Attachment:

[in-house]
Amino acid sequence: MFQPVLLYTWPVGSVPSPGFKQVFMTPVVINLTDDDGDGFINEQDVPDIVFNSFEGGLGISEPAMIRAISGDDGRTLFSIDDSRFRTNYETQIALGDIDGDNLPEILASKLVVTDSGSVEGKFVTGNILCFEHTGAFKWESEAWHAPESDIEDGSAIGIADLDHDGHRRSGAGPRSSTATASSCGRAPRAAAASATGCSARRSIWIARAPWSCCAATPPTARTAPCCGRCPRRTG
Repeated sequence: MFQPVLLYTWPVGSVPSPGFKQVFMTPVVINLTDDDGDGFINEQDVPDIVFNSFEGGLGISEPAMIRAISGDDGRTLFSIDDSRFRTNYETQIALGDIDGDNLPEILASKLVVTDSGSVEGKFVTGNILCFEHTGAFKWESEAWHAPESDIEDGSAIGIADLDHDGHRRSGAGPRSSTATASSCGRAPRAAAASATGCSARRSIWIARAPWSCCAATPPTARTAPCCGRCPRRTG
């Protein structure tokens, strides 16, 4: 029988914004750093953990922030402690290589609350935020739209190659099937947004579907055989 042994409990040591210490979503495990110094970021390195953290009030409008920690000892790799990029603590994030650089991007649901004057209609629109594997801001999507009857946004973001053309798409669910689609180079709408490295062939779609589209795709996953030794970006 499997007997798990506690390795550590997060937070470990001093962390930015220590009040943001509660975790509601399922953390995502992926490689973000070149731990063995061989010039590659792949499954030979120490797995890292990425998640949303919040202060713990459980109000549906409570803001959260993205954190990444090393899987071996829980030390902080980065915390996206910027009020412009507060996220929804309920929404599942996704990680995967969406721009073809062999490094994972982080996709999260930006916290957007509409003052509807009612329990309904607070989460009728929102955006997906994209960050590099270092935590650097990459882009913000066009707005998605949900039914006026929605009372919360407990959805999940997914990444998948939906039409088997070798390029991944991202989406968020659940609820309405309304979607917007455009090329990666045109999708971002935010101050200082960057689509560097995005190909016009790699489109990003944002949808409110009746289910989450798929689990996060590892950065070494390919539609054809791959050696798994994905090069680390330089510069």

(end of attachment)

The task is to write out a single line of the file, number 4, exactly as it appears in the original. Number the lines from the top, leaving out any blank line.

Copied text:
């Protein structure tokens, strides 16, 4: 029988914004750093953990922030402690290589609350935020739209190659099937947004579907055989 042994409990040591210490979503495990110094970021390195953290009030409008920690000892790799990029603590994030650089991007649901004057209609629109594997801001999507009857946004973001053309798409669910689609180079709408490295062939779609589209795709996953030794970006 499997007997798990506690390795550590997060937070470990001093962390930015220590009040943001509660975790509601399922953390995502992926490689973000070149731990063995061989010039590659792949499954030979120490797995890292990425998640949303919040202060713990459980109000549906409570803001959260993205954190990444090393899987071996829980030390902080980065915390996206910027009020412009507060996220929804309920929404599942996704990680995967969406721009073809062999490094994972982080996709999260930006916290957007509409003052509807009612329990309904607070989460009728929102955006997906994209960050590099270092935590650097990459882009913000066009707005998605949900039914006026929605009372919360407990959805999940997914990444998948939906039409088997070798390029991944991202989406968020659940609820309405309304979607917007455009090329990666045109999708971002935010101050200082960057689509560097995005190909016009790699489109990003944002949808409110009746289910989450798929689990996060590892950065070494390919539609054809791959050696798994994905090069680390330089510069």